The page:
• Monica R. Miller, Mellon Postdoctoral Fellow in the Humanistic Approaches to the Social Sciences at Lewis & Clark College
  • Sebastian Velez, Evolutionary Biologist and Ph.D. candidate, Harvard University
  • Sikivu Hutchinson, Editor of
  • Anthony Pinn, Agnes Cullen Arnold Professor of Humanities and Professor of Religious Studies at Rice University
Report from the Field: Humanist Charities and Children of the Border

Report from the Field: Humanist Charities and Children of the Border

by Sebastian Velez

Last December, Children of the Border, a non-governmental organization, asked members of the American Humanist Association and Humanist Charities for their support. Children of the Border works to provide pre- and post-natal health care of Haitian women working as sharecroppers in the Dominican Republic, and our core principles are well grounded in humanism. The women and their children we serve live in the most appalling poverty seen in the Western hemisphere, with entire families living from less than two dollars a day.

AHA’s membership donated over $7,000, which will be matched by a very generous anonymous donor, and will bring over $14,000 in services to Haitians and Dominicans living along the border between the two countries! We received the news from AHA development director Maggie Ardiente while we were in Haiti doing field work, and it brought a jubilant cheer from everyone.

We returned from the field just a couple of weeks ago, and here is a brief report of what these new funds will continue to support:

Contraception: On random visits to homes, every woman we interviewed said that she was either on the pill, taking the injection, or had her husband using condoms. When one of our male staff members had a motorcycle accident and missed checking in with women for a few months, we were surprised to see so many men in the community requesting condoms. Also, our collaboration with the ministry of health provides oral contraceptives and Pap smear supplies. The humanist clinic now concentrates on maternal health, the 3-month injection pill, and condoms. We are planning to distribute our stock of oral contraceptives to a town near the border on the Haitian side.

Health Services: Dozens of women line up every Thursday for our doctor to do health checks, perform Pap smears, give contraceptive injections, and check children and dispense the nutritional food packets. We’re now able to increase the amount of ultrasounds to three during each woman’s pregnancy.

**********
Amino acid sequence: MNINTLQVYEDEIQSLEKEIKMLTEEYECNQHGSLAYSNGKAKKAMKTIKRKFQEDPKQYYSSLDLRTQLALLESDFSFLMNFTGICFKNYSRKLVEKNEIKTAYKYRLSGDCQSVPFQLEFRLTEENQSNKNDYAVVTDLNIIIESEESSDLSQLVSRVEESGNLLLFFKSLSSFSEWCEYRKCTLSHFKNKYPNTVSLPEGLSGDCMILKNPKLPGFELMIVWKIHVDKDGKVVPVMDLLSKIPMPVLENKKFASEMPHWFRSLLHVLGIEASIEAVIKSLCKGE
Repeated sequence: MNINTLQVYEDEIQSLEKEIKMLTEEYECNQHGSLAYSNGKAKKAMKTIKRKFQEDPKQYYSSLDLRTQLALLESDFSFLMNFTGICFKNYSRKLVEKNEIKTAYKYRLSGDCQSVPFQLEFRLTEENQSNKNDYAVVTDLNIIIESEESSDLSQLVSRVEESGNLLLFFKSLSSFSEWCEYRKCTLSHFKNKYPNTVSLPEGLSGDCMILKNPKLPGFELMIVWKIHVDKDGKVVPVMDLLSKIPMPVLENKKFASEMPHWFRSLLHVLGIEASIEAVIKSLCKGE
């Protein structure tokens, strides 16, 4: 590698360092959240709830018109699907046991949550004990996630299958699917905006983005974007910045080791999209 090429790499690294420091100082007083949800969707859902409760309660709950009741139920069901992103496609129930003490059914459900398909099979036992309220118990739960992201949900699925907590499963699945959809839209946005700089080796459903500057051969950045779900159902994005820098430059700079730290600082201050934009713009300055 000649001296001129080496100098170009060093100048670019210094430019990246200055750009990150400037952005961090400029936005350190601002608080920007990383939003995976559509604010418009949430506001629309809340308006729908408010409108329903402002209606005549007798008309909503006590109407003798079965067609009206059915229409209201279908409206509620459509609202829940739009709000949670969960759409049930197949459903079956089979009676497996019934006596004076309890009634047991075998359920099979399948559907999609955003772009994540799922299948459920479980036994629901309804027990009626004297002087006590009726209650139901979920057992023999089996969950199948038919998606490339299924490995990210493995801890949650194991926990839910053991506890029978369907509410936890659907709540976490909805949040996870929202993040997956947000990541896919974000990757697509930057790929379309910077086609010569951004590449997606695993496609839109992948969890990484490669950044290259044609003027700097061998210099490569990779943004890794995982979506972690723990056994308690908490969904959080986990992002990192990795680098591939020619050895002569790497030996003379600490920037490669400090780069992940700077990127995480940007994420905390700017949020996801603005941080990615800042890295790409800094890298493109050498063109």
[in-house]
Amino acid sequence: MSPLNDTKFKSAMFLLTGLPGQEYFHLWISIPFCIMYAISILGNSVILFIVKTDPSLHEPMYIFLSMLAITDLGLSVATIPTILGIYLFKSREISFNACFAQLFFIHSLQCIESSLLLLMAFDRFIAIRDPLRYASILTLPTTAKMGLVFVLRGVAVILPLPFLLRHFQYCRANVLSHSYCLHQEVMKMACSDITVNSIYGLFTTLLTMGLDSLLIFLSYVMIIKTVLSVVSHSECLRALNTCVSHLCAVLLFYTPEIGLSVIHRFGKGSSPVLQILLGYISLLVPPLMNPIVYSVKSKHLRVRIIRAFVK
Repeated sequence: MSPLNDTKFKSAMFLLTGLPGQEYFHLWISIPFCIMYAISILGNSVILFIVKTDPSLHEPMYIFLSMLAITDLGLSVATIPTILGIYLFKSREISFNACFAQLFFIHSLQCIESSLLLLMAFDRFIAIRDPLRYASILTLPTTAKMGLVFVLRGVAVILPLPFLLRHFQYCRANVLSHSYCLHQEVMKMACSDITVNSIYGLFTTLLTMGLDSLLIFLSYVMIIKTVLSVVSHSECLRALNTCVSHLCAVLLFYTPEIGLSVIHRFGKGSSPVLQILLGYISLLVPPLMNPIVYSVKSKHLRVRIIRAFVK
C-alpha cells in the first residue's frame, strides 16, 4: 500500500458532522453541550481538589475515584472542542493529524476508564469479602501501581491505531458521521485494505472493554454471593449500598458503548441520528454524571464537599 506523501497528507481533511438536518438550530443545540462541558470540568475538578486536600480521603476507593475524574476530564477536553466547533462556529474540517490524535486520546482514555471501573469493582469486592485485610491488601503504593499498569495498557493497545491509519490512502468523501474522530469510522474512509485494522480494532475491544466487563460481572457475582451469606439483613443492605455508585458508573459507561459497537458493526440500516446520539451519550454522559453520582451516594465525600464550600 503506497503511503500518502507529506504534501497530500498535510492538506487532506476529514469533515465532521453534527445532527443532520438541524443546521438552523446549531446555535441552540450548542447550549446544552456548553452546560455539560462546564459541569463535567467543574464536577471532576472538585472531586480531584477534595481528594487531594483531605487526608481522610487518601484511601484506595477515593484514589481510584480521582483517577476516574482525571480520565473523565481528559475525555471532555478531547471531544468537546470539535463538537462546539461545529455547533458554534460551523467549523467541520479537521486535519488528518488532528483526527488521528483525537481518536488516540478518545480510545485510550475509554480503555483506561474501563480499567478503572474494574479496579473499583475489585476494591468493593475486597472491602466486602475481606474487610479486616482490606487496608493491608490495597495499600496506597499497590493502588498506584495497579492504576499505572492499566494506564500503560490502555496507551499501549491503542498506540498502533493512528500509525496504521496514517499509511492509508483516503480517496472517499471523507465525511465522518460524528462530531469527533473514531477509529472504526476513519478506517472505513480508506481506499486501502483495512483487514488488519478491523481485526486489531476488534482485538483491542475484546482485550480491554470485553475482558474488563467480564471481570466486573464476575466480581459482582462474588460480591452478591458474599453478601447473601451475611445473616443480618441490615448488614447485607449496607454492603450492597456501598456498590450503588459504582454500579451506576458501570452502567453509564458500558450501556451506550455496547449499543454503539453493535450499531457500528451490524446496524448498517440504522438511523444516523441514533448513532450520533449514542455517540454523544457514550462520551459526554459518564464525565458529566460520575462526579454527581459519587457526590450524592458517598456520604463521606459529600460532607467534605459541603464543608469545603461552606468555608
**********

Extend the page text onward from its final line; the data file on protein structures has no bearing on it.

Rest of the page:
One of our staff, a woman who three years ago was illiterate and living in a thatch hut with her eight children, is now the doctor’s assistant. She is learning how to read and write, gives talks about contraception, and manages the logistics of the clinic.

Our preventive programs have worked so well, that we might be closing our boarding house in town, Casa de Salud—opened when emergencies where common—and use the resources for the clinic in the village of Las Mercedes.

Sustainability and Entrepreneurship: In the field, all of the problems we try to solve are because people cannot make a living out of two dollars a day. In the United States, we are inundated with ideas from people who want to volunteer, many of whom bring a project idea. These ideas range from water collection systems, solar power generation, to new ways of producing cooking fuel, ideas for schools and curricula, and reforestation projects. The problem with bringing these two together—the communities in need and the energetic volunteers wanting to do something—has always been one of logistics.

This year we are developing an idea by a Harvard undergraduate, Annie Ryu, to use the enthusiasm and energy of U.S. volunteers, together with their ideas, into an integrated program ( that centers on their ideas and experience. The community will benefit with direct employment brought by the implementation of projects, from services to the volunteers (food, lodging, etc.), and of course from the projects the volunteers will implement.

We still have many problems to solve. The community water pump we installed is working, but houses are so far from each other that people can carry only just enough water to drink, but not to keep minimum sanitary conditions. Most people still need latrines, an urgent matter since contact between feces and drinking water is the main threat to a cholera outbreak. We’ve barely touched the issue of adult education. Children are still given away, many ending in prostitution or child slavery, but we have no way of accepting them. Our clinic, while well managed by our doctor and one of our employers, still needs a lot of work with patient data collecting and management. This data problem is compounded by a population where people have no documentation, don’t know their birth date, and where many women can’t recall how many children they’ve had, much less their medical history. Our clinic still has no electricity, and of course no phone and no Internet.